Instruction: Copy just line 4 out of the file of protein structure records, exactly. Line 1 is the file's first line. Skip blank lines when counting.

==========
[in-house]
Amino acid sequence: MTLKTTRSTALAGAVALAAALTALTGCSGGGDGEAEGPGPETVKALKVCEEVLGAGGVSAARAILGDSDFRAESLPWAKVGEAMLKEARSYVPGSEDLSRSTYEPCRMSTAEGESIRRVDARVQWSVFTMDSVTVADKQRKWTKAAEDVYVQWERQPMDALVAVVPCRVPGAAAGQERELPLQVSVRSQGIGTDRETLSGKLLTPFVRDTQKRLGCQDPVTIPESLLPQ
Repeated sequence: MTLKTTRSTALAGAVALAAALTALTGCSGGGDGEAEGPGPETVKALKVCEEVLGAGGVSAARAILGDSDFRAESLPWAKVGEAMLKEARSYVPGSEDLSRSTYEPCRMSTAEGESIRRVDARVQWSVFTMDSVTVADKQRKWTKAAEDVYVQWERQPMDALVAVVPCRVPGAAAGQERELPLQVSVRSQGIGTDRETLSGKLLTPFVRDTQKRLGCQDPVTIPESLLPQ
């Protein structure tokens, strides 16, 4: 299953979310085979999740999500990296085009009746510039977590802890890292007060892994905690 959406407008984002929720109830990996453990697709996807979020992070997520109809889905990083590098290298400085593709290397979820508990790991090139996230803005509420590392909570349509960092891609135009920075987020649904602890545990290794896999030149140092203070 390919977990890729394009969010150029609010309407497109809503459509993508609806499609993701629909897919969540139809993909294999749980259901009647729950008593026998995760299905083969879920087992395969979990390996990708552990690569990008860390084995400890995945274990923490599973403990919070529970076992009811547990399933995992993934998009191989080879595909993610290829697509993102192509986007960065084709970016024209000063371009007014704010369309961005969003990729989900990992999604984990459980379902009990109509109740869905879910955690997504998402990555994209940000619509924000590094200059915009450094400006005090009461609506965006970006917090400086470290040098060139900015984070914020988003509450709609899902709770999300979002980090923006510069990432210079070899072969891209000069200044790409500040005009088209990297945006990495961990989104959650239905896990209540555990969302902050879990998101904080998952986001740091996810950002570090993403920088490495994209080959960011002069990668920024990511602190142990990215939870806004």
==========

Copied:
């Protein structure tokens, strides 16, 4: 299953979310085979999740999500990296085009009746510039977590802890890292007060892994905690 959406407008984002929720109830990996453990697709996807979020992070997520109809889905990083590098290298400085593709290397979820508990790991090139996230803005509420590392909570349509960092891609135009920075987020649904602890545990290794896999030149140092203070 390919977990890729394009969010150029609010309407497109809503459509993508609806499609993701629909897919969540139809993909294999749980259901009647729950008593026998995760299905083969879920087992395969979990390996990708552990690569990008860390084995400890995945274990923490599973403990919070529970076992009811547990399933995992993934998009191989080879595909993610290829697509993102192509986007960065084709970016024209000063371009007014704010369309961005969003990729989900990992999604984990459980379902009990109509109740869905879910955690997504998402990555994209940000619509924000590094200059915009450094400006005090009461609506965006970006917090400086470290040098060139900015984070914020988003509450709609899902709770999300979002980090923006510069990432210079070899072969891209000069200044790409500040005009088209990297945006990495961990989104959650239905896990209540555990969302902050879990998101904080998952986001740091996810950002570090993403920088490495994209080959960011002069990668920024990511602190142990990215939870806004």